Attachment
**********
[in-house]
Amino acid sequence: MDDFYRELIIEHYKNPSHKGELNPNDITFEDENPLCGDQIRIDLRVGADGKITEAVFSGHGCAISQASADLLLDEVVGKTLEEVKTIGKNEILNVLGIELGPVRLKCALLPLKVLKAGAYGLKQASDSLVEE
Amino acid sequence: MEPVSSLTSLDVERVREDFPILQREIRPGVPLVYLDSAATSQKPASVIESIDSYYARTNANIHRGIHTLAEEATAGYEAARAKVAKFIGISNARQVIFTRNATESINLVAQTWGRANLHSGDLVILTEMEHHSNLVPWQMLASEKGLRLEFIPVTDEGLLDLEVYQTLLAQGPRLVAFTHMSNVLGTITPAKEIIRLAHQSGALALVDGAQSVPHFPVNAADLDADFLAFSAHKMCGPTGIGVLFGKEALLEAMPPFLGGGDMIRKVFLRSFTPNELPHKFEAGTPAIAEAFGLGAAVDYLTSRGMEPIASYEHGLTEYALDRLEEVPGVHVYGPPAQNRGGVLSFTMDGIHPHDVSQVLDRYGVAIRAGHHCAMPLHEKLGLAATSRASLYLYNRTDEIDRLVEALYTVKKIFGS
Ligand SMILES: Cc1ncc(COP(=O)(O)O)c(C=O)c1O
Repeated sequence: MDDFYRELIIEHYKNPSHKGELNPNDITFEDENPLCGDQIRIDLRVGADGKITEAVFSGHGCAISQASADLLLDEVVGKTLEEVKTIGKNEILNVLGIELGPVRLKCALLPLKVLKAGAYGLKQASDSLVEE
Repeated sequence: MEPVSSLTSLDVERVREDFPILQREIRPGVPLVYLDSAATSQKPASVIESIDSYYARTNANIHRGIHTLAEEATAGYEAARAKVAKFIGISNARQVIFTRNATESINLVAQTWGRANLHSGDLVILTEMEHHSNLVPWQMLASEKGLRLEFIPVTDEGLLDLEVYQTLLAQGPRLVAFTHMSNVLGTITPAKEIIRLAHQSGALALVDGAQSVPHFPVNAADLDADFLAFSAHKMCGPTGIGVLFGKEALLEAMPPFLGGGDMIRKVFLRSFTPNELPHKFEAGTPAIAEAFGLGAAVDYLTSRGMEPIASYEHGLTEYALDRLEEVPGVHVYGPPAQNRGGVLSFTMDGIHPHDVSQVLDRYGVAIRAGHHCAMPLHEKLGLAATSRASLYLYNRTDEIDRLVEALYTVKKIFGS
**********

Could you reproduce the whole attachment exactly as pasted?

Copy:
[in-house]
Amino acid sequence: MDDFYRELIIEHYKNPSHKGELNPNDITFEDENPLCGDQIRIDLRVGADGKITEAVFSGHGCAISQASADLLLDEVVGKTLEEVKTIGKNEILNVLGIELGPVRLKCALLPLKVLKAGAYGLKQASDSLVEE
Amino acid sequence: MEPVSSLTSLDVERVREDFPILQREIRPGVPLVYLDSAATSQKPASVIESIDSYYARTNANIHRGIHTLAEEATAGYEAARAKVAKFIGISNARQVIFTRNATESINLVAQTWGRANLHSGDLVILTEMEHHSNLVPWQMLASEKGLRLEFIPVTDEGLLDLEVYQTLLAQGPRLVAFTHMSNVLGTITPAKEIIRLAHQSGALALVDGAQSVPHFPVNAADLDADFLAFSAHKMCGPTGIGVLFGKEALLEAMPPFLGGGDMIRKVFLRSFTPNELPHKFEAGTPAIAEAFGLGAAVDYLTSRGMEPIASYEHGLTEYALDRLEEVPGVHVYGPPAQNRGGVLSFTMDGIHPHDVSQVLDRYGVAIRAGHHCAMPLHEKLGLAATSRASLYLYNRTDEIDRLVEALYTVKKIFGS
Ligand SMILES: Cc1ncc(COP(=O)(O)O)c(C=O)c1O
Repeated sequence: MDDFYRELIIEHYKNPSHKGELNPNDITFEDENPLCGDQIRIDLRVGADGKITEAVFSGHGCAISQASADLLLDEVVGKTLEEVKTIGKNEILNVLGIELGPVRLKCALLPLKVLKAGAYGLKQASDSLVEE
Repeated sequence: MEPVSSLTSLDVERVREDFPILQREIRPGVPLVYLDSAATSQKPASVIESIDSYYARTNANIHRGIHTLAEEATAGYEAARAKVAKFIGISNARQVIFTRNATESINLVAQTWGRANLHSGDLVILTEMEHHSNLVPWQMLASEKGLRLEFIPVTDEGLLDLEVYQTLLAQGPRLVAFTHMSNVLGTITPAKEIIRLAHQSGALALVDGAQSVPHFPVNAADLDADFLAFSAHKMCGPTGIGVLFGKEALLEAMPPFLGGGDMIRKVFLRSFTPNELPHKFEAGTPAIAEAFGLGAAVDYLTSRGMEPIASYEHGLTEYALDRLEEVPGVHVYGPPAQNRGGVLSFTMDGIHPHDVSQVLDRYGVAIRAGHHCAMPLHEKLGLAATSRASLYLYNRTDEIDRLVEALYTVKKIFGS